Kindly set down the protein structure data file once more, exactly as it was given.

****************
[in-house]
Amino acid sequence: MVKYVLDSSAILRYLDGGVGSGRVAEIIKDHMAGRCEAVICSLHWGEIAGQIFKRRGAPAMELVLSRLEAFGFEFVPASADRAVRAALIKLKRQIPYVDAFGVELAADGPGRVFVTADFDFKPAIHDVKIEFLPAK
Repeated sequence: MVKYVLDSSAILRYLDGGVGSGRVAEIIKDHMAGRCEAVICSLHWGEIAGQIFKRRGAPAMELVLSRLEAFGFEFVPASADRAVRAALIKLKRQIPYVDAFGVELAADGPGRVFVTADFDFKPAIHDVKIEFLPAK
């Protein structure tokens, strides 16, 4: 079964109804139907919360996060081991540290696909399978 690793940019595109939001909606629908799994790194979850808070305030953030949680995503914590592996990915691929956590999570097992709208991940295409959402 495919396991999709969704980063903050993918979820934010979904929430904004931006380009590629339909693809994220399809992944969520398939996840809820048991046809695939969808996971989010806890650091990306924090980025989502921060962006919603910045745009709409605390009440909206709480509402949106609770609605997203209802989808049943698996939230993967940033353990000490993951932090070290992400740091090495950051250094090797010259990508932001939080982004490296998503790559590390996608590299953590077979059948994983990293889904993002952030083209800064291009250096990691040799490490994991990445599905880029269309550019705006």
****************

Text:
[in-house]
Amino acid sequence: MVKYVLDSSAILRYLDGGVGSGRVAEIIKDHMAGRCEAVICSLHWGEIAGQIFKRRGAPAMELVLSRLEAFGFEFVPASADRAVRAALIKLKRQIPYVDAFGVELAADGPGRVFVTADFDFKPAIHDVKIEFLPAK
Repeated sequence: MVKYVLDSSAILRYLDGGVGSGRVAEIIKDHMAGRCEAVICSLHWGEIAGQIFKRRGAPAMELVLSRLEAFGFEFVPASADRAVRAALIKLKRQIPYVDAFGVELAADGPGRVFVTADFDFKPAIHDVKIEFLPAK
């Protein structure tokens, strides 16, 4: 079964109804139907919360996060081991540290696909399978 690793940019595109939001909606629908799994790194979850808070305030953030949680995503914590592996990915691929956590999570097992709208991940295409959402 495919396991999709969704980063903050993918979820934010979904929430904004931006380009590629339909693809994220399809992944969520398939996840809820048991046809695939969808996971989010806890650091990306924090980025989502921060962006919603910045745009709409605390009440909206709480509402949106609770609605997203209802989808049943698996939230993967940033353990000490993951932090070290992400740091090495950051250094090797010259990508932001939080982004490296998503790559590390996608590299953590077979059948994983990293889904993002952030083209800064291009250096990691040799490490994991990445599905880029269309550019705006």